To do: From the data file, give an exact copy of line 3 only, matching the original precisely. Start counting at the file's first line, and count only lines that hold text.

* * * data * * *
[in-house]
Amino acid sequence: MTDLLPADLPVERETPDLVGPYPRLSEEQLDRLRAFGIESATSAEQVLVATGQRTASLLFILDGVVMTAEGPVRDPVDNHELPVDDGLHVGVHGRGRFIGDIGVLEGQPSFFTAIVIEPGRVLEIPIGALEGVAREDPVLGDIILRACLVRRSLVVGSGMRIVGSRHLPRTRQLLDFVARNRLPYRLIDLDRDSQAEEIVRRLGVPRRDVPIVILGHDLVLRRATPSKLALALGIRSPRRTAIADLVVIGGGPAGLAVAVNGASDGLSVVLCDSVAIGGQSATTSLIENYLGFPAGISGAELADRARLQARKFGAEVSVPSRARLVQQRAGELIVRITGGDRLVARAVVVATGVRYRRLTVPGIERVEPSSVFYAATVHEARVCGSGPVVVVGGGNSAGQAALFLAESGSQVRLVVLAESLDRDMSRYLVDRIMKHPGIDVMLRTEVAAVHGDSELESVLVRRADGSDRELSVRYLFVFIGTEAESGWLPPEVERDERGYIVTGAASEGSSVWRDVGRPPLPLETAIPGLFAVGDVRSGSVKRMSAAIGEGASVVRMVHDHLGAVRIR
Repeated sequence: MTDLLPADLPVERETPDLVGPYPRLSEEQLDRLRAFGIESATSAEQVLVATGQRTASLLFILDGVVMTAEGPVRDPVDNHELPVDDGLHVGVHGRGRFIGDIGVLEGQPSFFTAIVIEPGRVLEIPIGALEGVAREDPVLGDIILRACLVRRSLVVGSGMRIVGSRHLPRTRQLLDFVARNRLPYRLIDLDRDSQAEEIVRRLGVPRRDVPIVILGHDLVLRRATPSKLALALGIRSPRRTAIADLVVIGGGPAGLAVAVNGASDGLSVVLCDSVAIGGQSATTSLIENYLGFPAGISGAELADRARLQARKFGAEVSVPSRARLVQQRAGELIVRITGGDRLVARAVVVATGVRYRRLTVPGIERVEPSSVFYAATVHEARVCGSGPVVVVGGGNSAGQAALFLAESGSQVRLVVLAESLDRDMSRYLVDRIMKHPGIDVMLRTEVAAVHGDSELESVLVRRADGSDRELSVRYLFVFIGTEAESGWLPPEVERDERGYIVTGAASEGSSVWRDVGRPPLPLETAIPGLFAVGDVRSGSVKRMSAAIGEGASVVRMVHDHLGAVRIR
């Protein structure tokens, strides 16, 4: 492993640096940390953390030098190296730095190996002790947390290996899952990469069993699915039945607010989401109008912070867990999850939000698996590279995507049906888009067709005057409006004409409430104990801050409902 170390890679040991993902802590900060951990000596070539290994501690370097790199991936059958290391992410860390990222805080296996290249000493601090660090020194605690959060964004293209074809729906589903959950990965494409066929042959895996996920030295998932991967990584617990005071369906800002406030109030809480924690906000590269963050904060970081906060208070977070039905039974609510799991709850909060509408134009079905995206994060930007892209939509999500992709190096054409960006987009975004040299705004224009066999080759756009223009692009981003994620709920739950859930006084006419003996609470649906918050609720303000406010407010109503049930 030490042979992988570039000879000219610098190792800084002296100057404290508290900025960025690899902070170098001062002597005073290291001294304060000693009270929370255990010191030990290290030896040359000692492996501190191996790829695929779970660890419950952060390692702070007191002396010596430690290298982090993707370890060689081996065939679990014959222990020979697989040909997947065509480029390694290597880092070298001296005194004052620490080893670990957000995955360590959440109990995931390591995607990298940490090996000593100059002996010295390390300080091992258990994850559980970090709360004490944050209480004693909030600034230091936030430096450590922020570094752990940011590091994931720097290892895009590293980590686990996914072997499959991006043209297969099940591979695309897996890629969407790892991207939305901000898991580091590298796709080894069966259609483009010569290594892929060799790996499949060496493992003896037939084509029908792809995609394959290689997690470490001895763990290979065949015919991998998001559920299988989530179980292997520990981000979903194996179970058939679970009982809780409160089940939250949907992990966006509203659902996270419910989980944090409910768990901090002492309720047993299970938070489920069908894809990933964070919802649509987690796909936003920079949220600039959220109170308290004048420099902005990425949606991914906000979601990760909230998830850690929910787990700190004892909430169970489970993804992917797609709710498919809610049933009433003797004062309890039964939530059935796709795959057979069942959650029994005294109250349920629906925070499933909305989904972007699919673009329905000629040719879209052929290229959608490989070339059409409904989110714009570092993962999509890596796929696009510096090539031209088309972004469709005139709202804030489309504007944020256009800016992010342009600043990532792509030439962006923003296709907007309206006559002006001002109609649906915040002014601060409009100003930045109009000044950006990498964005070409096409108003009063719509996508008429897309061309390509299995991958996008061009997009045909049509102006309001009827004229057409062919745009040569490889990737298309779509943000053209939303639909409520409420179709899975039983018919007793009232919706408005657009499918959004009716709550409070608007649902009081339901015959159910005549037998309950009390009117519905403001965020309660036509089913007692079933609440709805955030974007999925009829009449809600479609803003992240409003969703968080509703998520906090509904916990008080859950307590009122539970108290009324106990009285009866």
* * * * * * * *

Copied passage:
Repeated sequence: MTDLLPADLPVERETPDLVGPYPRLSEEQLDRLRAFGIESATSAEQVLVATGQRTASLLFILDGVVMTAEGPVRDPVDNHELPVDDGLHVGVHGRGRFIGDIGVLEGQPSFFTAIVIEPGRVLEIPIGALEGVAREDPVLGDIILRACLVRRSLVVGSGMRIVGSRHLPRTRQLLDFVARNRLPYRLIDLDRDSQAEEIVRRLGVPRRDVPIVILGHDLVLRRATPSKLALALGIRSPRRTAIADLVVIGGGPAGLAVAVNGASDGLSVVLCDSVAIGGQSATTSLIENYLGFPAGISGAELADRARLQARKFGAEVSVPSRARLVQQRAGELIVRITGGDRLVARAVVVATGVRYRRLTVPGIERVEPSSVFYAATVHEARVCGSGPVVVVGGGNSAGQAALFLAESGSQVRLVVLAESLDRDMSRYLVDRIMKHPGIDVMLRTEVAAVHGDSELESVLVRRADGSDRELSVRYLFVFIGTEAESGWLPPEVERDERGYIVTGAASEGSSVWRDVGRPPLPLETAIPGLFAVGDVRSGSVKRMSAAIGEGASVVRMVHDHLGAVRIR